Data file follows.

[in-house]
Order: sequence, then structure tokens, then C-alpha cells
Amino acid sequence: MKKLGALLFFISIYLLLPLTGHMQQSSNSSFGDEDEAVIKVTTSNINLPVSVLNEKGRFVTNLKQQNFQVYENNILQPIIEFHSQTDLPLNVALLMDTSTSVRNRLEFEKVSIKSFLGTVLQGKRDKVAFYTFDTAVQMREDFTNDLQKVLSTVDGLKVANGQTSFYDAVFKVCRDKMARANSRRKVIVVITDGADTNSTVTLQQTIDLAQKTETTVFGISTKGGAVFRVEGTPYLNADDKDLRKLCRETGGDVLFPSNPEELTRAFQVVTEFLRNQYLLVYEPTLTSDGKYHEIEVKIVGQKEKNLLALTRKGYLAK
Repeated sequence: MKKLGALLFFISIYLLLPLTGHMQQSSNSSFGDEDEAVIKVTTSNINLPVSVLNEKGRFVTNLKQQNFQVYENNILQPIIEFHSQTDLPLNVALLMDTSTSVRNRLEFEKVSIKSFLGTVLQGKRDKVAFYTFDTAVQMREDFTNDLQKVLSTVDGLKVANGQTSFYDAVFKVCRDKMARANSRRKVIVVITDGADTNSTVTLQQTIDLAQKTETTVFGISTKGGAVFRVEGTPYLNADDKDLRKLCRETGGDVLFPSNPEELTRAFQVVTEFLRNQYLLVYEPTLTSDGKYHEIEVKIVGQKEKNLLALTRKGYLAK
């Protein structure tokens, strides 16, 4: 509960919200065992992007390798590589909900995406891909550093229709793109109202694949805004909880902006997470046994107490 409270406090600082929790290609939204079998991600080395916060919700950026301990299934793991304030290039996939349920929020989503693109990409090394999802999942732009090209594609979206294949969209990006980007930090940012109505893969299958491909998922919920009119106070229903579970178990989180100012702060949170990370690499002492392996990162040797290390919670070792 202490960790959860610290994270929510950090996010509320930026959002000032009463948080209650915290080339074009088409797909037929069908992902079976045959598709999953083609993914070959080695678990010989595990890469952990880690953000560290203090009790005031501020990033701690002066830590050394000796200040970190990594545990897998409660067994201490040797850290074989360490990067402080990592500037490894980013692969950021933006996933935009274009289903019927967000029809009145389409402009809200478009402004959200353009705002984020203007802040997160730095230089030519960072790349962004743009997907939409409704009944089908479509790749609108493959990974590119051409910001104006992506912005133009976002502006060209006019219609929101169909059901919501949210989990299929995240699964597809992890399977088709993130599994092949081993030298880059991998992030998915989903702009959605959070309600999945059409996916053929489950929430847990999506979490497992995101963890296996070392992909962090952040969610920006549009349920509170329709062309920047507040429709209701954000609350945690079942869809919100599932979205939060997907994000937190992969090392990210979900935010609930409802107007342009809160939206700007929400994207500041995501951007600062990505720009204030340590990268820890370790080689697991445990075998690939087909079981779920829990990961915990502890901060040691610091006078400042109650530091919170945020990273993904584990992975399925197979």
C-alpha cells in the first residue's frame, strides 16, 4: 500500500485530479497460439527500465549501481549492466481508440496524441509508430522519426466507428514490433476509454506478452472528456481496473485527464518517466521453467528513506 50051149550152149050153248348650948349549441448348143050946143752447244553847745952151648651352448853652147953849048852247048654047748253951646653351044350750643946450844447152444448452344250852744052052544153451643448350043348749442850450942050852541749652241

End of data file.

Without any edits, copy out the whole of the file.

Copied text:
[in-house]
Order: sequence, then structure tokens, then C-alpha cells
Amino acid sequence: MKKLGALLFFISIYLLLPLTGHMQQSSNSSFGDEDEAVIKVTTSNINLPVSVLNEKGRFVTNLKQQNFQVYENNILQPIIEFHSQTDLPLNVALLMDTSTSVRNRLEFEKVSIKSFLGTVLQGKRDKVAFYTFDTAVQMREDFTNDLQKVLSTVDGLKVANGQTSFYDAVFKVCRDKMARANSRRKVIVVITDGADTNSTVTLQQTIDLAQKTETTVFGISTKGGAVFRVEGTPYLNADDKDLRKLCRETGGDVLFPSNPEELTRAFQVVTEFLRNQYLLVYEPTLTSDGKYHEIEVKIVGQKEKNLLALTRKGYLAK
Repeated sequence: MKKLGALLFFISIYLLLPLTGHMQQSSNSSFGDEDEAVIKVTTSNINLPVSVLNEKGRFVTNLKQQNFQVYENNILQPIIEFHSQTDLPLNVALLMDTSTSVRNRLEFEKVSIKSFLGTVLQGKRDKVAFYTFDTAVQMREDFTNDLQKVLSTVDGLKVANGQTSFYDAVFKVCRDKMARANSRRKVIVVITDGADTNSTVTLQQTIDLAQKTETTVFGISTKGGAVFRVEGTPYLNADDKDLRKLCRETGGDVLFPSNPEELTRAFQVVTEFLRNQYLLVYEPTLTSDGKYHEIEVKIVGQKEKNLLALTRKGYLAK
């Protein structure tokens, strides 16, 4: 509960919200065992992007390798590589909900995406891909550093229709793109109202694949805004909880902006997470046994107490 409270406090600082929790290609939204079998991600080395916060919700950026301990299934793991304030290039996939349920929020989503693109990409090394999802999942732009090209594609979206294949969209990006980007930090940012109505893969299958491909998922919920009119106070229903579970178990989180100012702060949170990370690499002492392996990162040797290390919670070792 202490960790959860610290994270929510950090996010509320930026959002000032009463948080209650915290080339074009088409797909037929069908992902079976045959598709999953083609993914070959080695678990010989595990890469952990880690953000560290203090009790005031501020990033701690002066830590050394000796200040970190990594545990897998409660067994201490040797850290074989360490990067402080990592500037490894980013692969950021933006996933935009274009289903019927967000029809009145389409402009809200478009402004959200353009705002984020203007802040997160730095230089030519960072790349962004743009997907939409409704009944089908479509790749609108493959990974590119051409910001104006992506912005133009976002502006060209006019219609929101169909059901919501949210989990299929995240699964597809992890399977088709993130599994092949081993030298880059991998992030998915989903702009959605959070309600999945059409996916053929489950929430847990999506979490497992995101963890296996070392992909962090952040969610920006549009349920509170329709062309920047507040429709209701954000609350945690079942869809919100599932979205939060997907994000937190992969090392990210979900935010609930409802107007342009809160939206700007929400994207500041995501951007600062990505720009204030340590990268820890370790080689697991445990075998690939087909079981779920829990990961915990502890901060040691610091006078400042109650530091919170945020990273993904584990992975399925197979």
C-alpha cells in the first residue's frame, strides 16, 4: 500500500485530479497460439527500465549501481549492466481508440496524441509508430522519426466507428514490433476509454506478452472528456481496473485527464518517466521453467528513506 50051149550152149050153248348650948349549441448348143050946143752447244553847745952151648651352448853652147953849048852247048654047748253951646653351044350750643946450844447152444448452344250852744052052544153451643448350043348749442850450942050852541749652241